Plaintiffs hired an attorney in order to purchase a condominium. Unfortunately, the condo was subject to mold and water damage. Razdolskaya v Lyubarsky 2018 NY Slip Op 02817
Decided on April 25, 2018 Appellate Division, Second Department starts out with an analysis of why there is a fraud claim. It ends with an analysis of why the attorney may be subject to legal malpractice and whether he can seek to share the burden with the sellers.
“The plaintiff purchased a condominium unit from the defendants Roman Lyubarsky and Yelena Lyubarsky (hereinafter together the Lyubarskys). The plaintiff was represented by the defendant attorney Zorik Erik Ikhilov in connection with the sale. The plaintiff commenced this action against the Lyubarskys and Ikhilov after allegedly discovering that the condominium building required remediation for mold and water damage. Specifically, the plaintiff alleged that the Lyubarskys actively concealed mold and water damage in the unit’s balcony, and assigned storage unit and parking space, and additionally concealed defective conditions throughout the common areas of the building. The plaintiff alleged Ikhilov committed legal malpractice in his representation of her in the transaction. In his answer, Ikhilov asserted cross claims against the Lyubarskys for contribution and common-law and contractual indemnification.”
“Here, accepting the facts alleged in the complaint as true and according the plaintiff the benefit of every possible favorable inference (see CPLR 3211[a]; Leon v Martinez, 84 NY2d 83, 87-88), the complaint sufficiently states a cause of action to recover damages for fraud on the theory that the Lyubarskys actively concealed defects throughout the common areas of the condominium building. The complaint alleges that the Lyubarskys took several steps to hide the existence of leaks and mold damage including, inter alia, claiming that they had lost the key to the storage area in the cellar which was assigned to the subject condominium, and removing and replacing damaged sheetrock from the cellar and the parking area. These allegations, if true, might have thwarted the plaintiff’s efforts to fulfill her responsibilities imposed by the doctrine of caveat emptor with respect to the common areas of the building (see Camisa v Papaleo, 93 AD3d 623, 625; Margolin v IM Kapco, Inc., 89 AD3d 690, 692; Jablonski v Rapalje, 14 AD3d 484, 487; see also Radushinsky v Itskovich, 127 AD3d at 839). Further, in support of that branch of their motion which sought dismissal pursuant to CPLR 3211(a)(1), the Lyubarskys failed to sustain their burden of submitting documentary evidence to resolve all factual issues as a matter of law, and conclusively dispose of the plaintiff’s fraud cause of action as it related to the common areas of the building (see Leon v Martinez, 84 NY2d at 87; Camisa v Papaleo, 93 AD3d at 625).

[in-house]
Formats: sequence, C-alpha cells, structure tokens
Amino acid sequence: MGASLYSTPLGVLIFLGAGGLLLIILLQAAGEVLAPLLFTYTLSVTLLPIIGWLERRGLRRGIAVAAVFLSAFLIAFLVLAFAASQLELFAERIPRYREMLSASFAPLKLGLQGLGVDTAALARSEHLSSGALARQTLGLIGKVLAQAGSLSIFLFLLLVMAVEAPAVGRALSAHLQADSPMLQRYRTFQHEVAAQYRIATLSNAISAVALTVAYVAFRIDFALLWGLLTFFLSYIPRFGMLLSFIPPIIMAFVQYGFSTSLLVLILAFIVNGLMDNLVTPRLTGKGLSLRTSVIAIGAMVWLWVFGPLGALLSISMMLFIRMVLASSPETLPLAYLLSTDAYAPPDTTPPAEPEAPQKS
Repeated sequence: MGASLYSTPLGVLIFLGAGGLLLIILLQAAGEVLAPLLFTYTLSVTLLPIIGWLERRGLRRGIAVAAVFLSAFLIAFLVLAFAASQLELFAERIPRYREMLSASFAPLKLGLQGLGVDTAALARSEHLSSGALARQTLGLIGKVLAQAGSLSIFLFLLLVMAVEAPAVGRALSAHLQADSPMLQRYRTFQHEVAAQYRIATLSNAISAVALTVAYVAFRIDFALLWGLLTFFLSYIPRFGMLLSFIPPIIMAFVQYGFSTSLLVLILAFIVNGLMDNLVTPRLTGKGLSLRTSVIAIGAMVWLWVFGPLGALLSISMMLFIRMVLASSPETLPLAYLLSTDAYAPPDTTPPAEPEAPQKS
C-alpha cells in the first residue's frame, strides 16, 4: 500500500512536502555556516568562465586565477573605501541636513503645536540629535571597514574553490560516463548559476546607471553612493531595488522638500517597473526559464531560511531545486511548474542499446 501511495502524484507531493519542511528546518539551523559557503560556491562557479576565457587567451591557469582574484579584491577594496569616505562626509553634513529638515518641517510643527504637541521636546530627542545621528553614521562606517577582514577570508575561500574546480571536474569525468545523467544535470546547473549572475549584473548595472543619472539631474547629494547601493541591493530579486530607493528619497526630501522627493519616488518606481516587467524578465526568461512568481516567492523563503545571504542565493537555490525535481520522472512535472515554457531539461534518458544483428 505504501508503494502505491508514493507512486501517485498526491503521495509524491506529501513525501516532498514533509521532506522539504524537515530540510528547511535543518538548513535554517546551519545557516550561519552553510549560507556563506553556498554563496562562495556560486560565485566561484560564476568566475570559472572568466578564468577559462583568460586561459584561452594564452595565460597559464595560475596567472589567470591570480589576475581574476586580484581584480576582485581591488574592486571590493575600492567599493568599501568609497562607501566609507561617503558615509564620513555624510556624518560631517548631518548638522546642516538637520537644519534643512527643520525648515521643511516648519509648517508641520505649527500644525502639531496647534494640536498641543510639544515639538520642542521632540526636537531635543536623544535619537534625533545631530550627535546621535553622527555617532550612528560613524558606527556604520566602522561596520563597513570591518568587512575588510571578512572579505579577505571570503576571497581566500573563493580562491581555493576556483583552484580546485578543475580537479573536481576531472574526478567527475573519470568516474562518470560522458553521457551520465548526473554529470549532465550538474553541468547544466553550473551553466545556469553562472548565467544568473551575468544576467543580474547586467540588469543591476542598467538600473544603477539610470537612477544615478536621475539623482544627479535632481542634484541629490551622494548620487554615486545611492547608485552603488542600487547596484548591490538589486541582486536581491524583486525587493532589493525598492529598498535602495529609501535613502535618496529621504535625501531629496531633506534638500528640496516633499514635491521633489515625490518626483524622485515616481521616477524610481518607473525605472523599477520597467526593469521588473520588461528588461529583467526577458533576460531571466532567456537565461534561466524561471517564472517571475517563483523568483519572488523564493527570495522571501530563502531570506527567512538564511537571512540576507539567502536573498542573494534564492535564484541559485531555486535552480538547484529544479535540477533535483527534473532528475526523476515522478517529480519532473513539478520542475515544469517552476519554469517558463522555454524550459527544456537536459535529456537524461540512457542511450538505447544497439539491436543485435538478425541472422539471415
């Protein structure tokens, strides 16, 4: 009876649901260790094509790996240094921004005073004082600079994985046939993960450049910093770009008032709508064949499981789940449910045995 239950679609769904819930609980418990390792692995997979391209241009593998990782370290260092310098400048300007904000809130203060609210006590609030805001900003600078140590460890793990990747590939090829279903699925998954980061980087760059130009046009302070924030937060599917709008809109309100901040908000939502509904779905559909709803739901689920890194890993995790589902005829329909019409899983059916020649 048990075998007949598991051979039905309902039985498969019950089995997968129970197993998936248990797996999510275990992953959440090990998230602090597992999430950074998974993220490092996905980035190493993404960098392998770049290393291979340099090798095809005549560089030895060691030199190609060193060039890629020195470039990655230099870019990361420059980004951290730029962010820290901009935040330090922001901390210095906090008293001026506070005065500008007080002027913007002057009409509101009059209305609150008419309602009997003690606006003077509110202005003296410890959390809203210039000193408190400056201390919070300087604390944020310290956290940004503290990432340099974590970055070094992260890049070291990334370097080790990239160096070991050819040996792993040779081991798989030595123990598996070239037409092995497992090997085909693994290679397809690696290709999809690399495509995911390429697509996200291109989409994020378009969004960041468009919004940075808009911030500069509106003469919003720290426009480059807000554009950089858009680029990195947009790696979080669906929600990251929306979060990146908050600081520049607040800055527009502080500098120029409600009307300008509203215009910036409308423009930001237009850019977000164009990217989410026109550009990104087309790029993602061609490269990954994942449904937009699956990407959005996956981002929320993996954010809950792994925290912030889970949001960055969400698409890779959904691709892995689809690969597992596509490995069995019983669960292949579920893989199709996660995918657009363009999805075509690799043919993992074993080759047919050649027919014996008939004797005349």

We also agree with the Supreme Court’s determination to deny that branch of the Lyubarskys’ motion which was pursuant to CPLR 3211(a)(7) to dismiss Ikhilov’s cross claim for contribution (see Schauer v Joyce, 54 NY2d 1, 5). A claim for contribution may be established, among other ways, where the party from whom contribution is sought owed a duty to the injured plaintiff, and a breach of this duty contributed to the plaintiff’s alleged injury (see Morris v Home Depot USA, 152 AD3d 669, 671-672; Phillips v Young Men’s Christian Assn., 215 AD2d 825, 827). An “essential requirement” for contribution is “that the parties must have contributed to the same injury” (Nassau Roofing & Sheet Metal Co. v Facilities Dev. Corp., 71 NY2d 599, 603). “[C]ontribution is available whether or not the culpable parties are allegedly liable for the injury under the same or different theories” (Raquet v Braun, 90 NY2d 177, 183 [internal quotation marks omitted]). Here, the Lyubarskys and Ikhilov are alleged to have caused the same injury to the plaintiff, i.e., the diminution in value of the plaintiff’s condominium unit and her interest in the common elements of the building as a result of the alleged mold and water damage. Under these circumstances, Ikhilov has stated a cause of action against the Lyubarskys to recover damages for contribution (see Schauer v Joyce, 54 NY2d at 5).”